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Love, Compassion and Joy: Supporting LGBTQ+ Youth

Published on Jun. 14, 2021

When we talk about the idea of Pride, many of us might think of flashes of bright rainbow color or parades down streets with throngs of crowds waving flags and signs. While images of parties and festivities seem like good fun, LGBTQ+ history over the years involves so many more complex and nuanced stories that at times, might seem as though they’d fit better under the umbrella of Fantastical Fiction.

But they’re not. The history and lived experiences are real. 

From stories of struggle, hidden and open love, death, heartbreak, racism, courage, and persecution, living life as a LGBTQ+ person has often been seen as an act of simultaneous love – both for themselves and for forbidden others – and as rebellion.

The struggle for LGBTQ+ recognition and equality throughout the years remains as relevant today as it was 100 years ago.

As a pediatrician who specializes in the care of LGBTQ+ children, teens and young adults, I often get asked variations on the question “Why?” – from “Why me?” to “Why are all these issues coming up now?” to “Why did this happen?” From patients, from families, and even from doctors and people in healthcare, there is understandably a lot of confusion in a rapidly changing landscape.

My answer is generally the same: “Because that’s what being human is.”

LGBTQ+ people have always existed. In our collective work to build a more free and just society, so too has the freedom to express our authentic selves to the world. Thus, the result is that we are having more conversations around how to live with and how to embrace people with what some might call the “invisible” identities.

In my years here at Valley Children’s, I have been blessed to find a community that engages in those conversations. One of the greatest joys and privileges as a pediatrician is the ability to advocate for and to empower ALL young people to live fulfilling and joyous lives. For me, bringing our best to the children of the Valley means actively learning and changing how we include our communities who have historically been harmed and excluded. I admit, the work of making effective change through advocacy is slow – even at the best of times. And at the worst of times, ineffective.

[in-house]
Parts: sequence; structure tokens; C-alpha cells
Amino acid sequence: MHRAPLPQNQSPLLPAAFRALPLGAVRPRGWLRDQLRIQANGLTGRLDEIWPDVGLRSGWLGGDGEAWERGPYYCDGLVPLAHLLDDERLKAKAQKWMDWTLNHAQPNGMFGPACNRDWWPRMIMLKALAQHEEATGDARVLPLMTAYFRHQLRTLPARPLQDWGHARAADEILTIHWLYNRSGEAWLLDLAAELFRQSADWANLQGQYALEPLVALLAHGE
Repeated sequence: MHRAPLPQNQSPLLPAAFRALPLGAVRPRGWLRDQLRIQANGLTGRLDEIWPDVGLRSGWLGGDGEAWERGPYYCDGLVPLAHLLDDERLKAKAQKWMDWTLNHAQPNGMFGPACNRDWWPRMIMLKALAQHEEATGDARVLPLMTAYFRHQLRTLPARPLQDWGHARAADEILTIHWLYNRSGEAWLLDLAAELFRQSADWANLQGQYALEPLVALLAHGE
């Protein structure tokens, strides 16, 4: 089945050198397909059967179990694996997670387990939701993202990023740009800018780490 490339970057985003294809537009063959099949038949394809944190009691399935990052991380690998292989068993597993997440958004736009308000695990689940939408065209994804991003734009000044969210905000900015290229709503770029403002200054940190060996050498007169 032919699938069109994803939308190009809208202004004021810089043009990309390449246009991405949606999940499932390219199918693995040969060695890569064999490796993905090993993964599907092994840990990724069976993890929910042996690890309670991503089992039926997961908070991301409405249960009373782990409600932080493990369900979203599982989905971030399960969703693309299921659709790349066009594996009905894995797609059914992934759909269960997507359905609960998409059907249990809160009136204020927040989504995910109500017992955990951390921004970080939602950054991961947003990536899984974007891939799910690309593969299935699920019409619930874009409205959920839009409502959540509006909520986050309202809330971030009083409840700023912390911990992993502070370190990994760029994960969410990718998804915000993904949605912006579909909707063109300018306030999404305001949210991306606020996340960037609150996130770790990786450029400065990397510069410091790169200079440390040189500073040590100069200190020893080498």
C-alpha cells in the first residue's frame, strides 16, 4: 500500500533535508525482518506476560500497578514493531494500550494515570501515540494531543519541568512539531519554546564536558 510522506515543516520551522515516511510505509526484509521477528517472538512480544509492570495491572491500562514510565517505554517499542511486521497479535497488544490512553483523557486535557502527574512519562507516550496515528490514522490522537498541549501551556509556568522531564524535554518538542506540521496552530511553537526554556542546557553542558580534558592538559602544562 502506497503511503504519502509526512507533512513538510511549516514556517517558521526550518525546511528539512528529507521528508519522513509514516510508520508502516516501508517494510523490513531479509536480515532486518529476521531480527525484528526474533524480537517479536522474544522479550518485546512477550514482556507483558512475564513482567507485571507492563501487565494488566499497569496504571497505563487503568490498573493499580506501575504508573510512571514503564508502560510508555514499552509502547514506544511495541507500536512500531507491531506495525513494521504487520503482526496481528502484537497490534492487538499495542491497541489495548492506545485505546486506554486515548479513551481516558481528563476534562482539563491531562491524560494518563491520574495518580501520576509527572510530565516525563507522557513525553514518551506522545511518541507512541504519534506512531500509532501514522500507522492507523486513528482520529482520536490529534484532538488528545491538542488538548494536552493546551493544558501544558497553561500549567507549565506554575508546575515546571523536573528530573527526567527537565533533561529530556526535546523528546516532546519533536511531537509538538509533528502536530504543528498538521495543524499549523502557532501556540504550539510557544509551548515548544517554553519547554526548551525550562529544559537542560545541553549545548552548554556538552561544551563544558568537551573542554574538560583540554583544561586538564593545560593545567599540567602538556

But it is worth it.

Much of my work begins with acknowledging words and actions. The work of building educational curriculums that all can participate in – THAT is truly magical. Through building dialogue and sharing knowledge with one another, we remind ourselves and those around us that the language we use is important. The way we provide care for one another is important.

Being part of the solution, of the effort to make a better world for others is, in a word, invigorating.

Often, as part of these initiatives to bring our best for the families and youth of the Central Valley, I get many questions on how to best support our youth in the various settings of our lives – from our schools, our homes, our health care environments, our workplace, or our places of worship.

I find that in responding to these questions, the answers are rooted in the same questions that we all look for the answers to:

What does it mean to live a good life? What does it mean to do right by our children, our friends, our family and our community?

For me, the answers are simple, but difficult in their execution:

  1. Love one another. Assume good intention and authentic identities.
  2. Give compassion. Allow for grace and support others who are in need.
  3. Experience joy. Identify the choices, conversations, and actions that build meaningful relationships and create shared experiences of happiness – and allow others to be able to do the same.

The rest are just details.


About the Author

Kevin Nguyen, MD joined Valley Children’s Hospital as a resident physician in Pediatrics in 2018. He serves in a variety of roles, including advocating for more education and inclusion of LGBTQ+ patients and families to receive just medical and psychiatric care. He is continuing his fellowship education at the Children’s Hospital of Philadelphia and the University of Pennsylvania in General and Child/Adolescent Psychiatry starting 2021.